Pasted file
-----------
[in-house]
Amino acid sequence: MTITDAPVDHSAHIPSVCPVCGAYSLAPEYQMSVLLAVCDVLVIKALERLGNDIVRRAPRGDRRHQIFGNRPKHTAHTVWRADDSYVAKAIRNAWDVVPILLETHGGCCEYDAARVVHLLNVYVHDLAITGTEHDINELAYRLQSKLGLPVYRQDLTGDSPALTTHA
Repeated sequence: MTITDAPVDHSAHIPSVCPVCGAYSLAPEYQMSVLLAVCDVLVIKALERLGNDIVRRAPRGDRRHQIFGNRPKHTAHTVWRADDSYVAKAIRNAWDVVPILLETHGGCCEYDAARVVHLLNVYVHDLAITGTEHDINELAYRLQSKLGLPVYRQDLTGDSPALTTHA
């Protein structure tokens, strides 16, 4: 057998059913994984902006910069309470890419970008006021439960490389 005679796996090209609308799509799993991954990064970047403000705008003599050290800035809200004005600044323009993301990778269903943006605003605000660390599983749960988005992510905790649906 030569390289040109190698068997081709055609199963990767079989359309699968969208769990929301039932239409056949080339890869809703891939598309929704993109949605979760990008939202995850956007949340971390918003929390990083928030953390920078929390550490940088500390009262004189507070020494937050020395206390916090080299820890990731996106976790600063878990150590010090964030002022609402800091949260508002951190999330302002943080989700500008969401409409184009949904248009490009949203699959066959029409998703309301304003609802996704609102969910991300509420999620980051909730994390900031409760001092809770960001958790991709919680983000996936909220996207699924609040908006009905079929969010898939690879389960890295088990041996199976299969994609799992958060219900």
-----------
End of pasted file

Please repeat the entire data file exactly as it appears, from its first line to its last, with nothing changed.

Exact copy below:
[in-house]
Amino acid sequence: MTITDAPVDHSAHIPSVCPVCGAYSLAPEYQMSVLLAVCDVLVIKALERLGNDIVRRAPRGDRRHQIFGNRPKHTAHTVWRADDSYVAKAIRNAWDVVPILLETHGGCCEYDAARVVHLLNVYVHDLAITGTEHDINELAYRLQSKLGLPVYRQDLTGDSPALTTHA
Repeated sequence: MTITDAPVDHSAHIPSVCPVCGAYSLAPEYQMSVLLAVCDVLVIKALERLGNDIVRRAPRGDRRHQIFGNRPKHTAHTVWRADDSYVAKAIRNAWDVVPILLETHGGCCEYDAARVVHLLNVYVHDLAITGTEHDINELAYRLQSKLGLPVYRQDLTGDSPALTTHA
């Protein structure tokens, strides 16, 4: 057998059913994984902006910069309470890419970008006021439960490389 005679796996090209609308799509799993991954990064970047403000705008003599050290800035809200004005600044323009993301990778269903943006605003605000660390599983749960988005992510905790649906 030569390289040109190698068997081709055609199963990767079989359309699968969208769990929301039932239409056949080339890869809703891939598309929704993109949605979760990008939202995850956007949340971390918003929390990083928030953390920078929390550490940088500390009262004189507070020494937050020395206390916090080299820890990731996106976790600063878990150590010090964030002022609402800091949260508002951190999330302002943080989700500008969401409409184009949904248009490009949203699959066959029409998703309301304003609802996704609102969910991300509420999620980051909730994390900031409760001092809770960001958790991709919680983000996936909220996207699924609040908006009905079929969010898939690879389960890295088990041996199976299969994609799992958060219900």